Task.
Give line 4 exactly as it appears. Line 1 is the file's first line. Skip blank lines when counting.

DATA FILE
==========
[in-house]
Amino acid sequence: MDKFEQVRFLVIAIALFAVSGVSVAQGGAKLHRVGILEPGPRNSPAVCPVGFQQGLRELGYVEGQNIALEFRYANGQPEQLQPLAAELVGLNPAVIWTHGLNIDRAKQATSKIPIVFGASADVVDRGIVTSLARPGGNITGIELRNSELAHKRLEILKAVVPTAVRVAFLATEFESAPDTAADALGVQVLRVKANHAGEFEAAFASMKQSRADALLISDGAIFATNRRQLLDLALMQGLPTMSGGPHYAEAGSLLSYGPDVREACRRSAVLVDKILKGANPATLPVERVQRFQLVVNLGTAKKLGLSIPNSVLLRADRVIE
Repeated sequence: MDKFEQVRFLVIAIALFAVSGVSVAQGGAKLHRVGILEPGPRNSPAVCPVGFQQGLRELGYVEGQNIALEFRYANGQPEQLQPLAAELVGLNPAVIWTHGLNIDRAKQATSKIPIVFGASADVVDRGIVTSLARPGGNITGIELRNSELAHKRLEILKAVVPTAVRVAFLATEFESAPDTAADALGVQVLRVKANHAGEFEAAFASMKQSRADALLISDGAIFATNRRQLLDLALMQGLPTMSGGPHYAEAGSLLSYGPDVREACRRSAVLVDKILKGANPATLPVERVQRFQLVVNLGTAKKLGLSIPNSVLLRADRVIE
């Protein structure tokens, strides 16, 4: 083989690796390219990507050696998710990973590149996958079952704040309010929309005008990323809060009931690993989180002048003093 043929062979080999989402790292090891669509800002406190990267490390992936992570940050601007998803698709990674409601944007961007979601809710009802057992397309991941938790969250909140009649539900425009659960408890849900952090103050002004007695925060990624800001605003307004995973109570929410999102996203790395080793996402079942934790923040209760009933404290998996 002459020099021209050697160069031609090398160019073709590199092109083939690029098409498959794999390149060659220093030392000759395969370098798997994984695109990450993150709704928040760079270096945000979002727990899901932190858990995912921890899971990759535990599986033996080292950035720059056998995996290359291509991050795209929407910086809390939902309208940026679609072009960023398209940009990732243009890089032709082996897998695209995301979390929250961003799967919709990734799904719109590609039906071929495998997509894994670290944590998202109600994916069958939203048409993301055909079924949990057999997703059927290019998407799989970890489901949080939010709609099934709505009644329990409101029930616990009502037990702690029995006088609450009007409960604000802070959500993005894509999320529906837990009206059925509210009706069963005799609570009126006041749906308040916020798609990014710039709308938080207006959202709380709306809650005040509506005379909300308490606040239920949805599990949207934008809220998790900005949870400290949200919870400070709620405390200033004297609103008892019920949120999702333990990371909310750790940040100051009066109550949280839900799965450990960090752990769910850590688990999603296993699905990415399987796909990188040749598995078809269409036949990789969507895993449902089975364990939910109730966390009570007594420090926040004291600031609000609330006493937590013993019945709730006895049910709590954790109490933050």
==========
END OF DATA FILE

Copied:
């Protein structure tokens, strides 16, 4: 083989690796390219990507050696998710990973590149996958079952704040309010929309005008990323809060009931690993989180002048003093 043929062979080999989402790292090891669509800002406190990267490390992936992570940050601007998803698709990674409601944007961007979601809710009802057992397309991941938790969250909140009649539900425009659960408890849900952090103050002004007695925060990624800001605003307004995973109570929410999102996203790395080793996402079942934790923040209760009933404290998996 002459020099021209050697160069031609090398160019073709590199092109083939690029098409498959794999390149060659220093030392000759395969370098798997994984695109990450993150709704928040760079270096945000979002727990899901932190858990995912921890899971990759535990599986033996080292950035720059056998995996290359291509991050795209929407910086809390939902309208940026679609072009960023398209940009990732243009890089032709082996897998695209995301979390929250961003799967919709990734799904719109590609039906071929495998997509894994670290944590998202109600994916069958939203048409993301055909079924949990057999997703059927290019998407799989970890489901949080939010709609099934709505009644329990409101029930616990009502037990702690029995006088609450009007409960604000802070959500993005894509999320529906837990009206059925509210009706069963005799609570009126006041749906308040916020798609990014710039709308938080207006959202709380709306809650005040509506005379909300308490606040239920949805599990949207934008809220998790900005949870400290949200919870400070709620405390200033004297609103008892019920949120999702333990990371909310750790940040100051009066109550949280839900799965450990960090752990769910850590688990999603296993699905990415399987796909990188040749598995078809269409036949990789969507895993449902089975364990939910109730966390009570007594420090926040004291600031609000609330006493937590013993019945709730006895049910709590954790109490933050």